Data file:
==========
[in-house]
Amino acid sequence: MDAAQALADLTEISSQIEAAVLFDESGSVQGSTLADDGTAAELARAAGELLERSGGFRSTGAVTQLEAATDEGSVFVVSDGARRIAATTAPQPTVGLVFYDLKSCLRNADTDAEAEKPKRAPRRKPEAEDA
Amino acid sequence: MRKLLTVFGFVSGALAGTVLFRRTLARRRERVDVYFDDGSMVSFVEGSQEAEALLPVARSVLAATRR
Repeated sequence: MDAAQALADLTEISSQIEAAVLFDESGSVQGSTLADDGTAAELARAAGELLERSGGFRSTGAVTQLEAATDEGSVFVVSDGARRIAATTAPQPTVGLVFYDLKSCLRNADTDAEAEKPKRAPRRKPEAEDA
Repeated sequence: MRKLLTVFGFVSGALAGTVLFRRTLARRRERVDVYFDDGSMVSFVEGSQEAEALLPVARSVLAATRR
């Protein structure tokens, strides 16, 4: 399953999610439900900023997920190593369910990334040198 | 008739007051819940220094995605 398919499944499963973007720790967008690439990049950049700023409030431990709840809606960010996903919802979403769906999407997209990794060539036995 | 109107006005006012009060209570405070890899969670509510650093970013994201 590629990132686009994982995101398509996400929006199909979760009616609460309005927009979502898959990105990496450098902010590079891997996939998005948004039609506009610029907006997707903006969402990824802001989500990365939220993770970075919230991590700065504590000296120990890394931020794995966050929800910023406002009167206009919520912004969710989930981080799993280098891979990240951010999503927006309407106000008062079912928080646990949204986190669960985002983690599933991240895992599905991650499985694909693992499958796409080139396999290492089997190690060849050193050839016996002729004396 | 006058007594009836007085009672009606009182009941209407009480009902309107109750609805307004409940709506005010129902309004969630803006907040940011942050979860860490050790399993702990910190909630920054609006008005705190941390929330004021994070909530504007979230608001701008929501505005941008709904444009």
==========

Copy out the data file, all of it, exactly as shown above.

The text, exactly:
[in-house]
Amino acid sequence: MDAAQALADLTEISSQIEAAVLFDESGSVQGSTLADDGTAAELARAAGELLERSGGFRSTGAVTQLEAATDEGSVFVVSDGARRIAATTAPQPTVGLVFYDLKSCLRNADTDAEAEKPKRAPRRKPEAEDA
Amino acid sequence: MRKLLTVFGFVSGALAGTVLFRRTLARRRERVDVYFDDGSMVSFVEGSQEAEALLPVARSVLAATRR
Repeated sequence: MDAAQALADLTEISSQIEAAVLFDESGSVQGSTLADDGTAAELARAAGELLERSGGFRSTGAVTQLEAATDEGSVFVVSDGARRIAATTAPQPTVGLVFYDLKSCLRNADTDAEAEKPKRAPRRKPEAEDA
Repeated sequence: MRKLLTVFGFVSGALAGTVLFRRTLARRRERVDVYFDDGSMVSFVEGSQEAEALLPVARSVLAATRR
């Protein structure tokens, strides 16, 4: 399953999610439900900023997920190593369910990334040198 | 008739007051819940220094995605 398919499944499963973007720790967008690439990049950049700023409030431990709840809606960010996903919802979403769906999407997209990794060539036995 | 109107006005006012009060209570405070890899969670509510650093970013994201 590629990132686009994982995101398509996400929006199909979760009616609460309005927009979502898959990105990496450098902010590079891997996939998005948004039609506009610029907006997707903006969402990824802001989500990365939220993770970075919230991590700065504590000296120990890394931020794995966050929800910023406002009167206009919520912004969710989930981080799993280098891979990240951010999503927006309407106000008062079912928080646990949204986190669960985002983690599933991240895992599905991650499985694909693992499958796409080139396999290492089997190690060849050193050839016996002729004396 | 006058007594009836007085009672009606009182009941209407009480009902309107109750609805307004409940709506005010129902309004969630803006907040940011942050979860860490050790399993702990910190909630920054609006008005705190941390929330004021994070909530504007979230608001701008929501505005941008709904444009």